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Study unveils key role of prefrontal-thalamic circuit in social recognition

Study unveils key role of prefrontal-thalamic circuit in social recognition
a Schematic showing the LFP recordings in the mPFC and the Re. b Time-dependent coherence between the mPFC and the Re. Coherence was normalized using the pre-stimulus period data across the frequency. c Coherence changes from the pre-stimulus period for S, E, S' and N at different frequency bands. Paired t test, two-sided. n = 8 mice. S: gamma, t(7) = 6.038, P = 0.0005; S': gamma, t(7) = 3.263, P = 0.0138; N: beta, t(7) = 3.29, P = 0.0133; gamma: t(7) = 6.636, P = 0.0003. d Schematic showing multi-site LFP recordings and inhibition of Re using DREADD method. e Brain sections showing expression of hM4D in the Re and the placement of electrodes in the mPFC, Re and dHPC. Scale bar, 500 μm. Credit: Zhan Yang

The ability to distinguish between different individuals is crucial for social interactions. Previous research has shown the pivotal role of the medial prefrontal cortex (mPFC) in social processes, as evidenced by enhanced firing activity and distinct neural patterns in response to social-related stimuli. However, it remains unclear how mPFC neurons encode different social stimuli and which neural circuits are involved in processing this information.

Recently, Prof. Zhan Yang's team at the Shenzhen Institute of Advanced Technology (SIAT) of the Chinese Academy of Sciences conducted a study to investigate the role of a prefrontal-thalamic circuit in encoding social information for social recognition. The findings are published in Nature Communications.

In this study, researchers identified a specific neural circuit between the mPFC and the thalamic reuniens nucleus (Re) that encodes social information. By recording single neurons in freely moving mice, they found that neural populations in the mPFC and Re are capable of encoding information about familiar and novel identities.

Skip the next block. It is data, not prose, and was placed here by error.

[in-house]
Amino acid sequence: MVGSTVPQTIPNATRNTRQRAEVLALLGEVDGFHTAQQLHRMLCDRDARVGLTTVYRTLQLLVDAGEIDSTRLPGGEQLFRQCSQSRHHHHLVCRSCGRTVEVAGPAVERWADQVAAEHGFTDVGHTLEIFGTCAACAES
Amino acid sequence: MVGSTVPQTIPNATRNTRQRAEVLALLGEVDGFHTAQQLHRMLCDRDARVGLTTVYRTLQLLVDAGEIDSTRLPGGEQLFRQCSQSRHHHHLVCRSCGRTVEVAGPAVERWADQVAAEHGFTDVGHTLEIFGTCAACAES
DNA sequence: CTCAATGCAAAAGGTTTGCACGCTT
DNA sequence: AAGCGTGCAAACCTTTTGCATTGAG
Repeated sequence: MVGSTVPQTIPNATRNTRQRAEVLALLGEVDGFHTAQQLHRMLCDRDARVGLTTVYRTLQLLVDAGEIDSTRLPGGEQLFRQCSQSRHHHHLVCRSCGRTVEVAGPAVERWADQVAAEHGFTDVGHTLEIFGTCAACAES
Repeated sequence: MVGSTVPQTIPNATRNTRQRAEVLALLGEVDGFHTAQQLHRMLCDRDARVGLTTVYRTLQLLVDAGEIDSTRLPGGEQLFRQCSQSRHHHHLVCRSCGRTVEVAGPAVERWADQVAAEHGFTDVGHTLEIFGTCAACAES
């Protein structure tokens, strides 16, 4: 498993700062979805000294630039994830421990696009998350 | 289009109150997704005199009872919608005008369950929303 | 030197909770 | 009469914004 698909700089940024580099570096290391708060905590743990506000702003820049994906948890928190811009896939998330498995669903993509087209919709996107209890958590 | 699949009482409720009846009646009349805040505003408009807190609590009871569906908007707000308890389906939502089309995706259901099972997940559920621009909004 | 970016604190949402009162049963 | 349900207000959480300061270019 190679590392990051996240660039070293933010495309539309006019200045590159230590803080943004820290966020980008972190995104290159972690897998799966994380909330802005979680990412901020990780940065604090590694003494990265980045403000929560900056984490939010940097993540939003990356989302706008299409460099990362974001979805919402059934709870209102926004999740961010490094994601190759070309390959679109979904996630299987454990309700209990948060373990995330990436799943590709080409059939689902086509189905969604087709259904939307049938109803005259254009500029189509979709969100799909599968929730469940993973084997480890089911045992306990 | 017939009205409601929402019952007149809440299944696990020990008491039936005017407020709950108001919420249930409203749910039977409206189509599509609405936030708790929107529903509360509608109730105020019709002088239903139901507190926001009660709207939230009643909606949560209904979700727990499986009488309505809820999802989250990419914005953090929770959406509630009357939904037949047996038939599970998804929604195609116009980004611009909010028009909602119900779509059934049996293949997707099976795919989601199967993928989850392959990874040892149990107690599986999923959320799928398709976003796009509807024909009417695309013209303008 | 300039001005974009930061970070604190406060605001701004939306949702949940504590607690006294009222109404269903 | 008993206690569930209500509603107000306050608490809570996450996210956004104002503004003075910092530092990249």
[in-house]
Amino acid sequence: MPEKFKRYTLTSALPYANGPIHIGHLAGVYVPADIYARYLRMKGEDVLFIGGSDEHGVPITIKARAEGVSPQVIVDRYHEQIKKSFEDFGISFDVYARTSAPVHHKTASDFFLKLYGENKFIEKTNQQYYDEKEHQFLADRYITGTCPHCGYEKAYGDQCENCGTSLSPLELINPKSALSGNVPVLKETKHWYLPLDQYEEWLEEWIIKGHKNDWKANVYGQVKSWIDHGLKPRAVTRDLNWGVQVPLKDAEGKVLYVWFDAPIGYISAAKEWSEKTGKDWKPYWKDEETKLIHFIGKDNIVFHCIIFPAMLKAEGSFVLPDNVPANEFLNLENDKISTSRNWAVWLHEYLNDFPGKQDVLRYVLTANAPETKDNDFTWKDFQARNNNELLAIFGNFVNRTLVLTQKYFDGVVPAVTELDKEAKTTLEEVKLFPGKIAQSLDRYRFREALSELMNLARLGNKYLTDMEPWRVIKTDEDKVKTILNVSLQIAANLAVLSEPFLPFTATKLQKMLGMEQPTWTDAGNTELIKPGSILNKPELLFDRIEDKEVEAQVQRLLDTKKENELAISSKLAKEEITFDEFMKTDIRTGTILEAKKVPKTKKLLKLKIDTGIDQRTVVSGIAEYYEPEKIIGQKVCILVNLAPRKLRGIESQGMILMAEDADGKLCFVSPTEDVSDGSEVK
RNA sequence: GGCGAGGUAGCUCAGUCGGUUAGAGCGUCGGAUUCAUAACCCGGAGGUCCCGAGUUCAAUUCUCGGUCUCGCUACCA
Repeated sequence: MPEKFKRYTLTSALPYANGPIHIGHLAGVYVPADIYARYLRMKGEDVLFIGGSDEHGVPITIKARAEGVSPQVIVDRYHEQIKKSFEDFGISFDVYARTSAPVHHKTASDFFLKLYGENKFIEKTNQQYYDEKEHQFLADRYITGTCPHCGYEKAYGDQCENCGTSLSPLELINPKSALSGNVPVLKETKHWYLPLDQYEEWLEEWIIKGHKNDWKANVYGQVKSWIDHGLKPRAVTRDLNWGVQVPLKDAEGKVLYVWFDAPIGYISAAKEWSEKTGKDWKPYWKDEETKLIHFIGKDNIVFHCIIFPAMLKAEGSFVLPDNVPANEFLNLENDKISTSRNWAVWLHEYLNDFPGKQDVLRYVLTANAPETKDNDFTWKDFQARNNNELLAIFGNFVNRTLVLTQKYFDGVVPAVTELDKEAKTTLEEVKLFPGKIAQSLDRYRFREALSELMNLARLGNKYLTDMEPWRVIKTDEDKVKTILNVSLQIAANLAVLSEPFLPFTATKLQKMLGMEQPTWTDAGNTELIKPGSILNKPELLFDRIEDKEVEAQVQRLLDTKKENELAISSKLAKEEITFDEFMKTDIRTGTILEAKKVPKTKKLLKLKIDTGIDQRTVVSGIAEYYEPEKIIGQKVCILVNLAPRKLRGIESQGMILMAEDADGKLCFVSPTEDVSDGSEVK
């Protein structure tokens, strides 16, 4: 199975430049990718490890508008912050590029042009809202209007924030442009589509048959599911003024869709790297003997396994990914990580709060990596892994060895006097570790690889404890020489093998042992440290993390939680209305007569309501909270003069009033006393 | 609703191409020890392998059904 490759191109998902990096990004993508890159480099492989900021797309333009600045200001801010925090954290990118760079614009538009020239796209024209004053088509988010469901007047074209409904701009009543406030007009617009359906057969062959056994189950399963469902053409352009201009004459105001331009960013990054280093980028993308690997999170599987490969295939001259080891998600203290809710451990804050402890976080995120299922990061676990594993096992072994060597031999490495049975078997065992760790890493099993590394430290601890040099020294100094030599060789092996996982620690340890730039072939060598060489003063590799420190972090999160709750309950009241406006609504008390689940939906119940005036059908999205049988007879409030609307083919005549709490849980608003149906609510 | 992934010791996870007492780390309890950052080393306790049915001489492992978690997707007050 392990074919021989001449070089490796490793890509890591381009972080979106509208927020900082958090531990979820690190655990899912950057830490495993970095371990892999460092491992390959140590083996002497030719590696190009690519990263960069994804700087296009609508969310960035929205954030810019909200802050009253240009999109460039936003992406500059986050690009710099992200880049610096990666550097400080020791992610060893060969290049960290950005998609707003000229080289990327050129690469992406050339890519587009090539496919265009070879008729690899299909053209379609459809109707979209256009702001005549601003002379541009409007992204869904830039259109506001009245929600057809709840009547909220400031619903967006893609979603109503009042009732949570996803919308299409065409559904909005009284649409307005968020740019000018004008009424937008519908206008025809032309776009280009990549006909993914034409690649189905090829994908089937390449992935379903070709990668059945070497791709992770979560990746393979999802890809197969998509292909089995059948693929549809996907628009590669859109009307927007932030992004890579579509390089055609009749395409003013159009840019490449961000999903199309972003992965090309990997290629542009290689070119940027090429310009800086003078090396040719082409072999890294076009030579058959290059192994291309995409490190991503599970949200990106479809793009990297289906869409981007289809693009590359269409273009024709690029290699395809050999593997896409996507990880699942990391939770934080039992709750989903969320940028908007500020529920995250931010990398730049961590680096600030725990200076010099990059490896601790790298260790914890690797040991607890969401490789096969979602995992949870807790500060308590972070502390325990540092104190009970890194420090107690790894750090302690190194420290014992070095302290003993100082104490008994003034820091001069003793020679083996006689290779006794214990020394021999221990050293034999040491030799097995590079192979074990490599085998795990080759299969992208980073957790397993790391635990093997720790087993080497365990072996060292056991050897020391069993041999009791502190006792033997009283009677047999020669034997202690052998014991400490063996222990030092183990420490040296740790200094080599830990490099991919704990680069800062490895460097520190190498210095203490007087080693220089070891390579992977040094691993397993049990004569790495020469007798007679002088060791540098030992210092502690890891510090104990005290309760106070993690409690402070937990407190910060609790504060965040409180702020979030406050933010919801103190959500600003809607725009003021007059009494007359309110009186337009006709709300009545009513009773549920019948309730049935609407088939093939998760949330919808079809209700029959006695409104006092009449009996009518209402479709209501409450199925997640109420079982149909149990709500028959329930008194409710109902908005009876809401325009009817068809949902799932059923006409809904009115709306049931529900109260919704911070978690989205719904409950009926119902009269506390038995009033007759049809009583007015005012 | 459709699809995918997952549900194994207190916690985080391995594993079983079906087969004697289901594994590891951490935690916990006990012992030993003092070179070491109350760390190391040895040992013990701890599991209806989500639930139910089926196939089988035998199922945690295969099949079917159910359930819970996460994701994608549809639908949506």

During , both the mPFC and Re exhibit stronger activity. Experimental results showed that pharmacological inhibition of the Re resulted in a significantly reduced ability of mPFC neurons to differentiate between social and non-social stimuli, as well as familiar and novel social objects. This indicates that the Re regulates the synchrony between the mPFC and Re, and that impaired synchrony is associated with deficits in social recognition.

By employing optogenetic techniques to selectively inhibit mPFC projections to Re neurons or Re projections to mPFC neurons, the researchers found that both manipulations led to a loss of ability in mice to distinguish between familiar and newly encountered mice. This suggests that the bidirectional projection circuit between the mPFC and Re is essential for processing social information.

Furthermore, calculating the information entropy in these two during social interactions, it was found that mPFC neurons exhibit a higher capacity for processing social information compared to Re neurons. However, pharmacological inhibition of the Re led to a decrease in the amount of information carried by mPFC neurons, indicating that effective social information processing by the mPFC relies on support from the Re.

This study demonstrates the role of the mPFC-Re circuit in social activities and offers insights for future research on the neural basis of social behavior.

More information: Zihao Chen et al, A prefrontal-thalamic circuit encodes social information for social recognition, Nature Communications (2024). DOI: 10.1038/s41467-024-45376-y

Journal information: Nature Communications
Citation: Study unveils key role of prefrontal-thalamic circuit in social recognition (2024, June 13) retrieved 14 July 2024 from
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